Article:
region in Canada
North America > Canada > National Capital Region (Canada)

The National Capital Region is an official designation comprising Canada's capital Ottawa, in Ontario, the neighbouring city of Gatineau, in Quebec, and surrounding urban and rural communities. It used to be called Ottawa/Hull and is now sometimes called Ottawa/Gatineau, effectively one city but on two sides of the Ottawa River and therefore of the Ontario/Quebec border.

Regions edit

Map of National Capital Region (Canada)

In 2001, Ottawa swallowed the former Carelton County which surrounded it. But still, twenty years later, when most people say they are "going to Ottawa" they mean the urban area at the core ("Old Ottawa") not the suburbs. Likewise in 2002 the City of Gatineau was created by merger of several smaller places, you can still be specific about which part you are visiting. If you are going to the urban area immediately across the river from Ottawa, then you are going to Hull.

  City of Ottawa (Old Ottawa, Kanata, Carp)
The northern parts of the Ottawa-Rideau region, in Eastern Ontario
  Gatineau (Hull, Aylmer)
The southern parts of the Outaouais region of Quebec
  Gatineau Park
The large forested recreation area just north of the city.
A rural farming area surrounding Old Ottawa preserved from suburbanization by the Canadian government.

Other destinations edit

Many of the region's recreational areas — ski resorts, lakes, hiking or biking trails in summer and cross-country ski trails in winter — are in the Gatineau Hills on the Quebec side.

  • 1 Chelsea — a gateway to the eastern parts of Gatineau Park
  • 2 Gatineau Park
  • 3 Montebello — a small town in the Outaouais countryside, that sometimes hosts large government conferences in the Château Montebello, the largest log structure ever built, and one of Canada's Grand railway hotels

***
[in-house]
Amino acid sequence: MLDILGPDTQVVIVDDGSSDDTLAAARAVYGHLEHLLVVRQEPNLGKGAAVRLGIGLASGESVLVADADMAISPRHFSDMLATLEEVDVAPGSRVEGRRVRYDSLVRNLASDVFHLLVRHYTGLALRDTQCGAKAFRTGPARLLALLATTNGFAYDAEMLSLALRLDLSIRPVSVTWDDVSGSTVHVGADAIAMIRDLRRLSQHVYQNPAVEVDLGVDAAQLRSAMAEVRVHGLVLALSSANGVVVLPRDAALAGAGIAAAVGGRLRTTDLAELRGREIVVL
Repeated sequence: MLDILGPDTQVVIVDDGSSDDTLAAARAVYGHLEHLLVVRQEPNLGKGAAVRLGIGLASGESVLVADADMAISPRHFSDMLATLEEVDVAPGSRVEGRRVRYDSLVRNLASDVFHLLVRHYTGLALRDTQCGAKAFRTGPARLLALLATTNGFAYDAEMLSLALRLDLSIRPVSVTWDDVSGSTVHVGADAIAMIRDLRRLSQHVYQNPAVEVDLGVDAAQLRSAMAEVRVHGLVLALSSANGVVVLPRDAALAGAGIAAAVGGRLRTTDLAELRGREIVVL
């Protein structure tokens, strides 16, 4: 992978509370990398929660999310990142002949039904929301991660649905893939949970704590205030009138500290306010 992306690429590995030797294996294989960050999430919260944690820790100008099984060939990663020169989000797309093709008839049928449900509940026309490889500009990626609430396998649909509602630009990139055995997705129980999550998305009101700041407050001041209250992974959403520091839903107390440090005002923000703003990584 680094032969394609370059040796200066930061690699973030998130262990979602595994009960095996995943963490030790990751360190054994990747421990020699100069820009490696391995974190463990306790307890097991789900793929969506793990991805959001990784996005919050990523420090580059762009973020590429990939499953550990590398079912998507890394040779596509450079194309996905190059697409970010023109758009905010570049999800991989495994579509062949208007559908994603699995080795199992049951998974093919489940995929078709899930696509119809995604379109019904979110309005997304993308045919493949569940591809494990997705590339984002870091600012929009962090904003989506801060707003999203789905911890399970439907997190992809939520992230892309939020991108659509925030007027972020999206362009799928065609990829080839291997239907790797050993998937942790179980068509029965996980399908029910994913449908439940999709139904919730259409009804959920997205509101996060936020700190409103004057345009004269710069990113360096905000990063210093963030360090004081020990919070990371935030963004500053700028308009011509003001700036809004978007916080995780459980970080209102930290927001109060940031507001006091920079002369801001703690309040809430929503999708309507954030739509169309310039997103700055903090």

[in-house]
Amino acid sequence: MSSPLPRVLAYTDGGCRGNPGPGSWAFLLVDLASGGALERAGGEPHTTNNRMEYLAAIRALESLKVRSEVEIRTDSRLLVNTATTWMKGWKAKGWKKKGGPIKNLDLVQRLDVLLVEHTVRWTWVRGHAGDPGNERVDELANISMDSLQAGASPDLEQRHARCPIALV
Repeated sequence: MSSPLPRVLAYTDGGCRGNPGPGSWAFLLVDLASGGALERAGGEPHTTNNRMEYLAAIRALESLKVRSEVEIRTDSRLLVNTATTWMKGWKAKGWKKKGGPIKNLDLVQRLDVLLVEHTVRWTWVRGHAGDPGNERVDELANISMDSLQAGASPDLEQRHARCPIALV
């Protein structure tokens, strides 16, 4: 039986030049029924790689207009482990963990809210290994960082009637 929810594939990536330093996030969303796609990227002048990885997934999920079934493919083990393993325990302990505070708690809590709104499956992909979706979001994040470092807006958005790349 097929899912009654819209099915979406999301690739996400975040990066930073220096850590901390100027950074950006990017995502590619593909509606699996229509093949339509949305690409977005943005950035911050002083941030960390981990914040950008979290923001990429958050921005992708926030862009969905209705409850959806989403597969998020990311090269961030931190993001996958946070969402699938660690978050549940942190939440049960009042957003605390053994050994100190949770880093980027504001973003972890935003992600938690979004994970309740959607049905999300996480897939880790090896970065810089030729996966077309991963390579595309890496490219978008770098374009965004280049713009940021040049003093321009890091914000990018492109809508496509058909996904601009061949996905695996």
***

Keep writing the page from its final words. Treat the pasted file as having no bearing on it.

• 4 Wakefield — a charming village with many restaurants and other tourist facilities

Outside Ottawa's downtown, the region on the Ontario side is characterized by the villages of the region's vast rural area, and the historic Rideau Canal which connects the Ottawa River to Lake Ontario and the St. Lawrence River.

  • 5 Calabogie — an all-season resort area, with summer and winter sports on the hills and surrounding forest, and motorsports and golfing nearby
  • 6 Embrun and 7 Russell — small rural communities, with trails and conservation lands providing recreational activities

Understand edit

Part of Ottawa seen from the Quebec side: Parliament buildings in centre and Chateau Laurier hotel on left

This is not a separately administered capital region like the US District of Columbia or the Australian Capital Territory. There has been some discussion of giving it that status, but it has not gone anywhere yet and seems unlikely to do so. The two parts are administered separately by their respective municipal and provincial governments.

Federal government buildings pay no municipal taxes, but the federally-funded National Capital Commission (NCC) maintains some of the roads, parks and buildings.

Talk edit